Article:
Bitcoin has fully pared losses from Sunday’s dip as the leading cryptocurrency fell from around $48,600 to below $46,000 early Monday morning. As of 21:00 UTC (4 p.m. ET), bitcoin was trading above $48,600 on Coinbase. But the leading cryptocurrency still has yet to trade above the psychologically significant $50,000 mark.
Much of bitcoin’s choppy price action and its recent dip could be attributed to futures deleveraging. Eager bulls piled into long trades expecting a swift breakout to $50,000 or higher. Funding rates for perpetual bitcoin futures have steadily increased through February, according to market data collected by Skew, with some funding rates reaching their highest levels in the past 12 months.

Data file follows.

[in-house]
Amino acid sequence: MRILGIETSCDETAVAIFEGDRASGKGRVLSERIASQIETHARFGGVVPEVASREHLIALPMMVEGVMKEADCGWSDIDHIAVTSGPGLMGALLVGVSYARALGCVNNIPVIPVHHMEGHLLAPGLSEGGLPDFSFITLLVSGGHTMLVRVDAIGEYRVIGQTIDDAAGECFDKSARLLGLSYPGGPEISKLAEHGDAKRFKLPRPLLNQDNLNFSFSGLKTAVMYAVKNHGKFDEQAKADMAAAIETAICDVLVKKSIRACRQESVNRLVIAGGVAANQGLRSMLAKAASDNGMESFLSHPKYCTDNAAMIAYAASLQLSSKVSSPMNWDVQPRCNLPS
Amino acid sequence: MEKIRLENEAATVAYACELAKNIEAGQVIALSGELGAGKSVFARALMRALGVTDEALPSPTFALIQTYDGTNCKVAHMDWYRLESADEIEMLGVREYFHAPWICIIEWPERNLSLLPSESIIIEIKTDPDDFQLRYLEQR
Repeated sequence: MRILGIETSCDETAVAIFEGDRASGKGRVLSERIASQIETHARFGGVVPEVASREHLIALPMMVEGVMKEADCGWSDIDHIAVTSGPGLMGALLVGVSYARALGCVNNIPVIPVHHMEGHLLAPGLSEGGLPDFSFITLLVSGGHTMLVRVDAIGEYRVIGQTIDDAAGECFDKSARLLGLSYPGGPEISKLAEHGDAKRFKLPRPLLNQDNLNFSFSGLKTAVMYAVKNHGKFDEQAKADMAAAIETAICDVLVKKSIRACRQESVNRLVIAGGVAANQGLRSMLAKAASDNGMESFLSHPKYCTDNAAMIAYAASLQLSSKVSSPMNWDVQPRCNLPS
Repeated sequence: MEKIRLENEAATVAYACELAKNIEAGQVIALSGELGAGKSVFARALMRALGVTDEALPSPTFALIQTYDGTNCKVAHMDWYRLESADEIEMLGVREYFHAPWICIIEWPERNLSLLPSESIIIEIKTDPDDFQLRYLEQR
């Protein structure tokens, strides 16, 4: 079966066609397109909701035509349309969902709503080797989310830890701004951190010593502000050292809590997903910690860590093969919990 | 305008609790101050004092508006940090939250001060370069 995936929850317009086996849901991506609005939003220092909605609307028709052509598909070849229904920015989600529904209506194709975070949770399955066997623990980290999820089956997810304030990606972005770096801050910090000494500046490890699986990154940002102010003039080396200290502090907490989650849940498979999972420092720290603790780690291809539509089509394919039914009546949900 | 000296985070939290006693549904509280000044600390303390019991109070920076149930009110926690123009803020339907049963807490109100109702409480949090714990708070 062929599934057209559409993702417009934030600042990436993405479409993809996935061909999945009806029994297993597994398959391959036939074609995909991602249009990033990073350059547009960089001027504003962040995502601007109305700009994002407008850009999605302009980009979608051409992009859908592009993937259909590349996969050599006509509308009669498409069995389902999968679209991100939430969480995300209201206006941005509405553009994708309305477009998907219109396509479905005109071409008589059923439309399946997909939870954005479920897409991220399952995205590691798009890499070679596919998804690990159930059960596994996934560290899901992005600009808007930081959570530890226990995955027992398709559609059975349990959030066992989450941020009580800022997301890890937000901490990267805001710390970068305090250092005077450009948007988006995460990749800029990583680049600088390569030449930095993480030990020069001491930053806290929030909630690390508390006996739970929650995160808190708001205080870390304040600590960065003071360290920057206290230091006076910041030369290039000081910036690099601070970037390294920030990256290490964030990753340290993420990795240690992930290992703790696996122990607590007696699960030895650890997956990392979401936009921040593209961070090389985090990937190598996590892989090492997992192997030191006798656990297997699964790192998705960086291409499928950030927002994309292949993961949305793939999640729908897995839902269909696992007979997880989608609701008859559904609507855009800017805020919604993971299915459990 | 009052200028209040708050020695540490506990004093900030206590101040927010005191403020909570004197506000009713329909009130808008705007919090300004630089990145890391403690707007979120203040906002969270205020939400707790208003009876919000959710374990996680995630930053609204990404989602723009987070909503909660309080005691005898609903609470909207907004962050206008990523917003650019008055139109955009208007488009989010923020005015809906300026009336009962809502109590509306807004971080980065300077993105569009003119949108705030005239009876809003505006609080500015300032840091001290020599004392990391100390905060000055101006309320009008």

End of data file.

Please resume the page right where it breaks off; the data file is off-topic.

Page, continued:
Confirming this market condition, bitcoin futures saw over $520 million in liquidated contracts over the past 24 hours, according to data from Bybit. The eager buyback after these liquidations hints at the market’s resilient bullishness after resetting over-eager bullish futures traders.
High positive funding rates signal an increase in long positions, whereas negative rates indicate a more bearish sentiment. The market tends to reset when traders, especially in overcrowded derivatives positions, become overly bearish or bullish.